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Economic growth and the transition from non-renewable to renewable energy

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  • Greiner, Alfred
  • Gruene, Lars
  • Semmler, Willi

Abstract

The paper considers the transition of an economy from non-renewable to renewable energy. We set up a canonical growth model with damages in the household's welfare function and two energy sources – non-renewable and renewable energy. To produce renewable energy a capital stock must be built up. A socially optimal solution is considered that takes into account the negative externality from the non-renewable energy. We also study how the optimal solution can be mimicked in a market economy by policies using subsidies and tax rates. To solve the model numerically, we use Nonlinear Model Predictive Control. We study when a transition to renewable energy takes place and whether it occurs before the non-renewable resource is exhausted. In addition, we analyze the impact of the initial values of the non-renewable resource and of the capital stock on the time of paths of the variables.

Suggested Citation

  • Greiner, Alfred & Gruene, Lars & Semmler, Willi, 2014. "Economic growth and the transition from non-renewable to renewable energy," Environment and Development Economics, Cambridge University Press, vol. 19(4), pages 417-439, August.
  • Handle: RePEc:cup:endeec:v:19:y:2014:i:04:p:417-439_00
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    References listed on IDEAS

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    1. repec:spr:dymeef:978-3-642-02132-9 is not listed on IDEAS
    2. Ottmar Edenhofer, Kai Lessmann, Claudia Kemfert, Michael Grubb and Jonathan Kohler, 2006. "Induced Technological Change: Exploring its Implications for the Economics of Atmospheric Stabilization: Synthesis Report from the Innovation Modeling Comparison Project," The Energy Journal, International Association for Energy Economics, vol. 0(Special I), pages 57-108.
    3. Smulders, Sjak & Gradus, Raymond, 1996. "Pollution abatement and long-term growth," European Journal of Political Economy, Elsevier, vol. 12(3), pages 505-532, November.
    4. Christoph Heinzel & Ralph Winkler, 2011. "Distorted Time Preferences and Time-to-Build in the Transition to a Low-Carbon Energy Industry," Environmental & Resource Economics, Springer;European Association of Environmental and Resource Economists, vol. 49(2), pages 217-241, June.
    5. Jacobson, Mark Z. & Delucchi, Mark A., 2011. "Providing all global energy with wind, water, and solar power, Part I: Technologies, energy resources, quantities and areas of infrastructure, and materials," Energy Policy, Elsevier, vol. 39(3), pages 1154-1169, March.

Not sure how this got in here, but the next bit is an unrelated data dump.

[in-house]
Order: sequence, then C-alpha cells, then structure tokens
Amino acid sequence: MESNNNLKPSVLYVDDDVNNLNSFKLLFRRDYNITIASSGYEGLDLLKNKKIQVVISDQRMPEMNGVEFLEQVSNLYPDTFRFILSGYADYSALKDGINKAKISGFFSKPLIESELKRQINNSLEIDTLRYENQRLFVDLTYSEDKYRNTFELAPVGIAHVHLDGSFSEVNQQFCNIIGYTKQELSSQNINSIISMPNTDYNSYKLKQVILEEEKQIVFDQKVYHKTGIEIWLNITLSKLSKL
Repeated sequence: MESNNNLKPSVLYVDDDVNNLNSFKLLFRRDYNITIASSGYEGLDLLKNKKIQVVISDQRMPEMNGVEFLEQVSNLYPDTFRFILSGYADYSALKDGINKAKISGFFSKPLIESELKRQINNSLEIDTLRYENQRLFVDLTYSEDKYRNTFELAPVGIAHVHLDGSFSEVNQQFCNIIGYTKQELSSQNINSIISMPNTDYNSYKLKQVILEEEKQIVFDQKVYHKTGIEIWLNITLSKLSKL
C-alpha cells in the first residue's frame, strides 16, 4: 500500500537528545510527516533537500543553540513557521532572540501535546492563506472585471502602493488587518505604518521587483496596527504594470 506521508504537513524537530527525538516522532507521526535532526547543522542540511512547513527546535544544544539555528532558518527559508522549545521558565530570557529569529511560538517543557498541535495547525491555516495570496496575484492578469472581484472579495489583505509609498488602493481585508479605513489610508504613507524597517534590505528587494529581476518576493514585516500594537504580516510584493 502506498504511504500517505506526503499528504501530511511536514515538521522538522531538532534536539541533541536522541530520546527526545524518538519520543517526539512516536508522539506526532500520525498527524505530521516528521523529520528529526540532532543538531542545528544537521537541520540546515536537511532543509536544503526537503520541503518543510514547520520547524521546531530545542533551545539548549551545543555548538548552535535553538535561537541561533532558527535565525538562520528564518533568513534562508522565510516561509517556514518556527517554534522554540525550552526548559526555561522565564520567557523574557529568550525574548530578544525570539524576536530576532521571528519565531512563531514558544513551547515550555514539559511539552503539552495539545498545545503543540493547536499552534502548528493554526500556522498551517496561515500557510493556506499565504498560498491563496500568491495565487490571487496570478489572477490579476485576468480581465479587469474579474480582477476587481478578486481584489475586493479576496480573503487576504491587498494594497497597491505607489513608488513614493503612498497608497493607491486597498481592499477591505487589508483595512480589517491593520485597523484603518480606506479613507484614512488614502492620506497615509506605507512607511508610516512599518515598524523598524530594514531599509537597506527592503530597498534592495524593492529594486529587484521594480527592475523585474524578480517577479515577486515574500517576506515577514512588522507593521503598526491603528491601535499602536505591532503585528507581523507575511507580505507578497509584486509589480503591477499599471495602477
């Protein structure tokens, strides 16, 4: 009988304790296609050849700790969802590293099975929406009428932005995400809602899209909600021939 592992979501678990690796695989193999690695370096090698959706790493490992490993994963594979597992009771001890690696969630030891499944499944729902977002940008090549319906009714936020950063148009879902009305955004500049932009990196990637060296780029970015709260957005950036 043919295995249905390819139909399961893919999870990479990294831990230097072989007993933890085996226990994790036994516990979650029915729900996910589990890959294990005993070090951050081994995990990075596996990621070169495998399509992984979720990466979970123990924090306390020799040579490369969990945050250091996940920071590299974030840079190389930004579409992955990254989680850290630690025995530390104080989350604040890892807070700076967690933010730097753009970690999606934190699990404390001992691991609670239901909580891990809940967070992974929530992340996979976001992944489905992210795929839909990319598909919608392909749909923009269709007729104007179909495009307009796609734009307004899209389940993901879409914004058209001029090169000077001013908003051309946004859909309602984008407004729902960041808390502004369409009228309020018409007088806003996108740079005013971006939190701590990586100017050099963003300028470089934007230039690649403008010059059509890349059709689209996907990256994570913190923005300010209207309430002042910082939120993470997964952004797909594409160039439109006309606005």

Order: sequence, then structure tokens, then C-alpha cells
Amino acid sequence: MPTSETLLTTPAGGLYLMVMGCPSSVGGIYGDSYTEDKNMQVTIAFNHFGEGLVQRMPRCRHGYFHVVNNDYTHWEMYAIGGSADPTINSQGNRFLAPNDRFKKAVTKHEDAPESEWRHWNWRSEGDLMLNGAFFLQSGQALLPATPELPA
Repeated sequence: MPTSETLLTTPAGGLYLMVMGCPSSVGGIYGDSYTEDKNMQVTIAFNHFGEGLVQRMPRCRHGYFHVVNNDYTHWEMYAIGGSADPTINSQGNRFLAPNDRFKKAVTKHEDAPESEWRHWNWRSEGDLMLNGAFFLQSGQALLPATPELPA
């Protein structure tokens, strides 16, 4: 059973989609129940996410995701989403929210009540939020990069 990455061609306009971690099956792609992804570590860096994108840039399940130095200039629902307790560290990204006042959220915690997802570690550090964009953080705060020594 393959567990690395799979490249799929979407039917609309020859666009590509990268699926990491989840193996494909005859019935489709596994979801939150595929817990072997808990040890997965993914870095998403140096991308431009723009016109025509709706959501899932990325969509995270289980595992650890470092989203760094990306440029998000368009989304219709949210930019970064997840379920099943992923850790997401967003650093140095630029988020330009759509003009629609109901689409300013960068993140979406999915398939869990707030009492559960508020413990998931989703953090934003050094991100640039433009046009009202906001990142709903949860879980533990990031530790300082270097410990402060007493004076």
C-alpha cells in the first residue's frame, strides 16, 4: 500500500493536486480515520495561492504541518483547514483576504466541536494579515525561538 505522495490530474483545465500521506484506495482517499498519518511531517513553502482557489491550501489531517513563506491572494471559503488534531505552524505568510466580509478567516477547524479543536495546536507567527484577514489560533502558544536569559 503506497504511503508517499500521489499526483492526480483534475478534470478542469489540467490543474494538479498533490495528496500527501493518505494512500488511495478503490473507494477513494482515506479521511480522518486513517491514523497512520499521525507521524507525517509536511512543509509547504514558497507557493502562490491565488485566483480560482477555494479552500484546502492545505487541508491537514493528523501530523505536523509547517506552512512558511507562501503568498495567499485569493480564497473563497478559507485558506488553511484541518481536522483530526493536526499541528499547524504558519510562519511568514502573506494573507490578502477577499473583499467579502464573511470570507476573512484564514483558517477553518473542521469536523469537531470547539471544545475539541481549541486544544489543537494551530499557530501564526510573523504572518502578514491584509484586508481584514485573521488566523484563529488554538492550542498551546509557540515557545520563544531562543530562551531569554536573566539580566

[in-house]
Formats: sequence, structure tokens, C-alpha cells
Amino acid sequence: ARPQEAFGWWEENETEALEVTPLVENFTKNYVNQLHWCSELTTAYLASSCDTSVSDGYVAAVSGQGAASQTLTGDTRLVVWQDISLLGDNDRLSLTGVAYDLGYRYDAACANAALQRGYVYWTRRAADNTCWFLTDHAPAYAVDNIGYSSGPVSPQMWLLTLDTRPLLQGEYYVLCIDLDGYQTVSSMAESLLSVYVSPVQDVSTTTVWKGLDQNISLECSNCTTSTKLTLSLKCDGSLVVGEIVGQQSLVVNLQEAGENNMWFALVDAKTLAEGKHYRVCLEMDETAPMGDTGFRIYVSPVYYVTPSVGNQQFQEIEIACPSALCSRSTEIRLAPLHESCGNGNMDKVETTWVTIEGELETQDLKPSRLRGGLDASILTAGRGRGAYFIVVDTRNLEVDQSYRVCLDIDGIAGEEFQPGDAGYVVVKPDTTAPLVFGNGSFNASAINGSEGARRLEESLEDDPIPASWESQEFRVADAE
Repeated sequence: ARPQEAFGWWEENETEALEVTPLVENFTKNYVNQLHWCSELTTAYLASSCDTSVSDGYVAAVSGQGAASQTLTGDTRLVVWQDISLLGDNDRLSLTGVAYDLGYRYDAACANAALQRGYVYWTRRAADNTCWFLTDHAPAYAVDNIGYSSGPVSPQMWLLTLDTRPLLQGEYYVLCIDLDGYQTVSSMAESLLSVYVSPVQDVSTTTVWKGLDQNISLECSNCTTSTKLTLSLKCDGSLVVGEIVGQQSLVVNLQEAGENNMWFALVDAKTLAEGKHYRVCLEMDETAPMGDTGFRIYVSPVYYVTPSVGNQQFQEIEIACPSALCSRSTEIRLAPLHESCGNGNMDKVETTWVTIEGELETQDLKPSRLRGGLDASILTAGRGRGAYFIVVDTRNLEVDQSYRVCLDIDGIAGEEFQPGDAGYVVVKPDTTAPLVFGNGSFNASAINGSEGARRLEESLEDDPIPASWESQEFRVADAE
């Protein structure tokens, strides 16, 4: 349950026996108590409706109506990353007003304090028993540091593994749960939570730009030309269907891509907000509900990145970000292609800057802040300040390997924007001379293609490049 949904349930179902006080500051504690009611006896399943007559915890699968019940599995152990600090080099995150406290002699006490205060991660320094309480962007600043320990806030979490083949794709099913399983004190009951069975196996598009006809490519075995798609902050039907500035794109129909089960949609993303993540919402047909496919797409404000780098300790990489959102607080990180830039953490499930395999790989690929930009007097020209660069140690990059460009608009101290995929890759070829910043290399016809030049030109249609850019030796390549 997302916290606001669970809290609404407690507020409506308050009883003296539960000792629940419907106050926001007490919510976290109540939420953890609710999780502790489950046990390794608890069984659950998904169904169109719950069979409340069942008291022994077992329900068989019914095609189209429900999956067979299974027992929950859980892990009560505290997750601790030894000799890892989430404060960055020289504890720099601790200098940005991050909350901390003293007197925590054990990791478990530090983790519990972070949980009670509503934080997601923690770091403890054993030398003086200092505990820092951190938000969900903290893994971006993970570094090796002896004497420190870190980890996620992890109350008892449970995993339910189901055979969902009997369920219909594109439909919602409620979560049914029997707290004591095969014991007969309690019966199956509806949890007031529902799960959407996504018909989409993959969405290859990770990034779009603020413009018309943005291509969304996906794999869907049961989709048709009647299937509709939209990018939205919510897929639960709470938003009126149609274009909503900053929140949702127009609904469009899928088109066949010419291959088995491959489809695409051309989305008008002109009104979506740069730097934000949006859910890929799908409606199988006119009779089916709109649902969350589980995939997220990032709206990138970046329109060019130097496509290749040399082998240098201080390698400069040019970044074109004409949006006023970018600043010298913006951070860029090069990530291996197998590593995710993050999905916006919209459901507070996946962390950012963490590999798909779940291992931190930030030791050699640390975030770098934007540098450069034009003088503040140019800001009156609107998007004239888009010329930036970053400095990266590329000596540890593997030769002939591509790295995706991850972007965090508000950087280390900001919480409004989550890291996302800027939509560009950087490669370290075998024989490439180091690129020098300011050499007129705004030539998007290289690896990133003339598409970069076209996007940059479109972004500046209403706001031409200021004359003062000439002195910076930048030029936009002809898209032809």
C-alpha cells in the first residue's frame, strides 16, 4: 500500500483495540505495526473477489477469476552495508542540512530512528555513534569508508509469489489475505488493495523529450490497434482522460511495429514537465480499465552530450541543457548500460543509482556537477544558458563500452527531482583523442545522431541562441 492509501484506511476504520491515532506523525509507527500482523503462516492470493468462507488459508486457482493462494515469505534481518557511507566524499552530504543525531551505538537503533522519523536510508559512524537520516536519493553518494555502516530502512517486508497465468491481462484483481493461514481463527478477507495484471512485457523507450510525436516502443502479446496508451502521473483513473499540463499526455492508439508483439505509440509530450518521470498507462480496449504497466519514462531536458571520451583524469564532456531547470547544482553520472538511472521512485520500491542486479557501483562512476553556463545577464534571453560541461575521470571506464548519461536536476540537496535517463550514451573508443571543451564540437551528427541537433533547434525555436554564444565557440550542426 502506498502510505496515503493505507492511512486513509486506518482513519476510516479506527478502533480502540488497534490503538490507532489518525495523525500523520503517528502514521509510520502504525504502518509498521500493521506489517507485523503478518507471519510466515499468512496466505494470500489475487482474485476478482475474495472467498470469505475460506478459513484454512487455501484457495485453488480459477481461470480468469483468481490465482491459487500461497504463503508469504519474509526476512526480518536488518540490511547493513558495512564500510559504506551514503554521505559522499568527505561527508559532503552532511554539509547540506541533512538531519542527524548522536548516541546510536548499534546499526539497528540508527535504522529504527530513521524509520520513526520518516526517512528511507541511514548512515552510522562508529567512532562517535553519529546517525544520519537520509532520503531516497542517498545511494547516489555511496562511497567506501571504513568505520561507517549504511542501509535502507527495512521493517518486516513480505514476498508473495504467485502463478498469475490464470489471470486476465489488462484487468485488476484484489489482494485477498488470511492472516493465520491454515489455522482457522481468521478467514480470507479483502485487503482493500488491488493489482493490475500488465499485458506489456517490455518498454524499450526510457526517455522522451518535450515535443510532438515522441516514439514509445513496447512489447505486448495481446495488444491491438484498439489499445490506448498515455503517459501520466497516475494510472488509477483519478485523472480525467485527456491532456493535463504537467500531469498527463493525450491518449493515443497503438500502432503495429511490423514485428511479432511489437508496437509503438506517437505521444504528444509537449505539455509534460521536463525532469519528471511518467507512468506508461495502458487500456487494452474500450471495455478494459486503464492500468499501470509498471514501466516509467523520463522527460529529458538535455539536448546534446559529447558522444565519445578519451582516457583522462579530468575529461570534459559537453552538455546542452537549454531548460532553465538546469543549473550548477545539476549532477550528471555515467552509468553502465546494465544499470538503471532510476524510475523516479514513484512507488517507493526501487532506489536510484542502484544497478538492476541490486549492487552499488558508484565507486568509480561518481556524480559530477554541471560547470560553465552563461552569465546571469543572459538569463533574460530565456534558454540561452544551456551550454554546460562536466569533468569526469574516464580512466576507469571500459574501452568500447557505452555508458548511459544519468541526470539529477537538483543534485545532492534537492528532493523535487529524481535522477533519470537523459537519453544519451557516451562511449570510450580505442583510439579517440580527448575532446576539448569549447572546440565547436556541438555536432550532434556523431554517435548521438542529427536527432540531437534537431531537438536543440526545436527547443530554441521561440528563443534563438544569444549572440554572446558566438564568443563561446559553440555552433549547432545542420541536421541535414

6. Delucchi, Mark A. & Jacobson, Mark Z., 2011. "Providing all global energy with wind, water, and solar power, Part II: Reliability, system and transmission costs, and policies," Energy Policy, Elsevier, vol. 39(3), pages 1170-1190, March.
    7. Thierry Bréchet & Carmen Camacho & Vladimir M. Veliov, 2012. "Adaptive Model-Predictive Climate Policies in a Multi-Country Setting," Documents de travail du Centre d'Economie de la Sorbonne 12029, Université Panthéon-Sorbonne (Paris 1), Centre d'Economie de la Sorbonne.
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    Citations

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    Cited by:

    1. Grüne, Lars & Semmler, Willi & Stieler, Marleen, 2015. "Using nonlinear model predictive control for dynamic decision problems in economics," Journal of Economic Dynamics and Control, Elsevier, vol. 60(C), pages 112-133.
    2. Francesco Lamperti & Giovanni Dosi & Mauro Napoletano & Andrea Roventini & Alessandro Sapio, 2018. "And Then He Wasn't a She: Climate Change and Green Transitions in an Agent-Based Integrated Assessment Model," LEM Papers Series 2018/14, Laboratory of Economics and Management (LEM), Sant'Anna School of Advanced Studies, Pisa, Italy.
    3. repec:eee:energy:v:143:y:2018:i:c:p:732-745 is not listed on IDEAS
    4. Di Bartolomeo, Giovanni & Saltari, Enrico & Semmler, Willi, 2019. "The effects of political short-termism on transitions induced by pollution regulations," EconStor Preprints 200143, ZBW - Leibniz Information Centre for Economics.
    5. Di Bartolomeo Giovanni & Saltari Enrico & Semmler Willi, 2017. "Inattention and pollution regulation policies," wp.comunite 00130, Department of Communication, University of Teramo.
    6. Anthony Bonen & Willi Semmler & Stephan Klasen, 2014. "Economic Damages from Climate Change: A Review of Modeling Approaches," SCEPA working paper series. SCEPA's main areas of research are macroeconomic policy, inequality and poverty, and globalization. 2014-3, Schwartz Center for Economic Policy Analysis (SCEPA), The New School.

    More about this item

    JEL classification:

    • Q43 - Agricultural and Natural Resource Economics; Environmental and Ecological Economics - - Energy - - - Energy and the Macroeconomy
    • Q54 - Agricultural and Natural Resource Economics; Environmental and Ecological Economics - - Environmental Economics - - - Climate; Natural Disasters and their Management; Global Warming
    • O13 - Economic Development, Innovation, Technological Change, and Growth - - Economic Development - - - Agriculture; Natural Resources; Environment; Other Primary Products

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